Not long ago I ran a boarding home which, by design, became a magnet for cultural diversity, attracting tenants from around the world.

My kitchen became a hub of story-sharing, culinary aromas and delights (often shared with whomever was present), questions, answers, cultural faux pas and learnings, and plenty of laughter.

A tenant had been working far from family for a new job and his family came and surprised him! What a joy to see them together and we celebrated with fabulous Nigerian stew and fufu
Lazarus teaching me Nigerian greetings
Tenant playing an extraordinary piece on cello after dinner 

We had a lot of impromptu shared meals in my home, which often become the highlight of my day. The diversity of cultures, religions, languages, ages, races, experiences, goals, genders, and journeys made for the most fascinating conversations.

When setting the table, I loved that I had to ask in all seriousness, “Will you be using chopsticks or a fork tonight?” (I never guessed correctly) or “No, there’s no pork in this dish” for my Muslim friends or “This punch has no alcohol” for my Mormon housemate. Often, I’d arrive home from work to find a plate of steaming pad thai waiting for me on the table or a scoop of spicy Indian deliciousness in the fridge.

Eritrean injera with beef tibsi and cabbage-carrot-potato gumbo
Beef stir fry and Cukes
Mango with sweet sticky rice. My favorite dessert!
Creator of this delectable feast 🥢

We had monthly house potlucks where everyone would bring a dish of their choice but typically from their home country. They were some of the best meals ever! I learned that I love eating with my hands as is often done in Thailand: take a thinly sliced piece of meat, scoop up a ball of sticky rice and use it to claim a bite-size slice of thinly cut beef, dip in spicy sauce. Of course we’d use coconut oil to keep the sticky rice from sticking to our fingers. Pair the spicy sauce with pickled onions and a slice of raw cabbage or mustard leaf to cut the bite and there you have it!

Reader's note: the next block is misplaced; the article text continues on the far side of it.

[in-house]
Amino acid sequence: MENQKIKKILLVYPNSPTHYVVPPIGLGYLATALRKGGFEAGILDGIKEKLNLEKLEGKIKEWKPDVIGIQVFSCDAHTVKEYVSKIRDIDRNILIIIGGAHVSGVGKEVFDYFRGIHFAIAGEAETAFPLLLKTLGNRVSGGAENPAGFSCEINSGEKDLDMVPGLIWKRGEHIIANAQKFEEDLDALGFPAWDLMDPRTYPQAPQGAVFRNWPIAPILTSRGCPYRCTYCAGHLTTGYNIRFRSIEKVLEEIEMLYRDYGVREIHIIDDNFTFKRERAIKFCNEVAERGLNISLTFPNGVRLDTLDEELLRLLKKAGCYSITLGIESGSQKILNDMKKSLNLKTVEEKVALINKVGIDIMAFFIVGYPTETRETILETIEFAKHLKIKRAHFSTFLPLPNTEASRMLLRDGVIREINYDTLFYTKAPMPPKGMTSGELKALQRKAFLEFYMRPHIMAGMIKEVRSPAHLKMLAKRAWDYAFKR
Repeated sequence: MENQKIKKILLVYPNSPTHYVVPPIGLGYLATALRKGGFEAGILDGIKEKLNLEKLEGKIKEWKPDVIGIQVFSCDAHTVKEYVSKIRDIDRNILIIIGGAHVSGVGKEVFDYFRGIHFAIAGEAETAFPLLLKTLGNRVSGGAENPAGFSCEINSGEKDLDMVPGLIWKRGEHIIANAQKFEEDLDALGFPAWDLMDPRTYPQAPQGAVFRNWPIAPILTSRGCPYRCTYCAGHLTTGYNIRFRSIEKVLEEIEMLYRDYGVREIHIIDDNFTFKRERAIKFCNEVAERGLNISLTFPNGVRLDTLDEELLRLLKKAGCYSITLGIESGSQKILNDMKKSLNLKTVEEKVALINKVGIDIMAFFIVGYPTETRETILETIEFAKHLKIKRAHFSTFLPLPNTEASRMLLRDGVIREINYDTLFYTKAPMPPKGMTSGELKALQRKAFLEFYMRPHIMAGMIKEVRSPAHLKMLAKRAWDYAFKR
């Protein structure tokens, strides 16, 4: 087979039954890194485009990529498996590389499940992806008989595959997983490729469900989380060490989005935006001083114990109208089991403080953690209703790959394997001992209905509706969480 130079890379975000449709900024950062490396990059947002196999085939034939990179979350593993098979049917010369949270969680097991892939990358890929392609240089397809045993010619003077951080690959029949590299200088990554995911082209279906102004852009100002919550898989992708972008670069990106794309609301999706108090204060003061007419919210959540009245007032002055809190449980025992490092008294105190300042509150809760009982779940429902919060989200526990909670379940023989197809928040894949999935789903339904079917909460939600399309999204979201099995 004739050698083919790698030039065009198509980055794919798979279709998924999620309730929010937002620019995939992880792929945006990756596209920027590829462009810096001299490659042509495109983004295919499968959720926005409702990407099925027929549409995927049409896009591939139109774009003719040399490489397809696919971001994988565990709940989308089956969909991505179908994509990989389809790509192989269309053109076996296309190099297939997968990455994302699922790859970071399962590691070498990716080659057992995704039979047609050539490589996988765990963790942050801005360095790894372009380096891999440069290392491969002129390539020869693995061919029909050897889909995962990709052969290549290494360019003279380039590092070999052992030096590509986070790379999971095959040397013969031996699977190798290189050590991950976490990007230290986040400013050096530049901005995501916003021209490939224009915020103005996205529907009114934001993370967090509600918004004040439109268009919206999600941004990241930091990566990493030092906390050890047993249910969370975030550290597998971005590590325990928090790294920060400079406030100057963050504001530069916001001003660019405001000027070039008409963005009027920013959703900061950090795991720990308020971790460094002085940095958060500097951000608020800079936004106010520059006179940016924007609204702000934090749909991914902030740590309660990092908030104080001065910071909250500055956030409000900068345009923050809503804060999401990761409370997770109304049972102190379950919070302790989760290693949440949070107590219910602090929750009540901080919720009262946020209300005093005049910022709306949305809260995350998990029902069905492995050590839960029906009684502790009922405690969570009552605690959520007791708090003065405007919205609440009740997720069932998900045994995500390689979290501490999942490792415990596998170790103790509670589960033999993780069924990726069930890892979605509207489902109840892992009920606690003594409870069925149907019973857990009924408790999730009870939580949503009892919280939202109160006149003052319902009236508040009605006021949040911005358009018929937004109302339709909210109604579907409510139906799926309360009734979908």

Homemade pad Thai, served on a banana leaf, garnished with green onions and lime; mango margarita to wash it down

What stories do you have from a positive or humorous cross cultural exchange? Share in the Comments. I look forward to reading them!

Wishing you many fascinating experiences and connections that light your soul and widen your window of awareness and possibility.



2 responses to “Cultural Exchange Doesn’t Have to Involve Traveling Abroad – 1/12/23”

  1. Stephen Avatar

    Many years ago I was in London on holiday during Ramadan. I was visiting my Irish cousin, who is married to an Algerian. I joined them every night for the post-fast dinner after sundown. There were always a bunch of people there, most were observing the Muslim law for Ramadan. It was quite an experience for an Irish Catholic dude from Maine.


    1. Wen Avatar

      This sounds wonderful! I find other cultures so much more readily share whatever they have, especially food, and it feels like quite the gift to be included in that. Thanks for sharing your story. 🙂


Leave a Reply

Fill in your details below or click an icon to log in: Logo

You are commenting using your account. Log Out /  Change )

Twitter picture

You are commenting using your Twitter account. Log Out /  Change )

Facebook photo

You are commenting using your Facebook account. Log Out /  Change )

Connecting to %s

%d bloggers like this: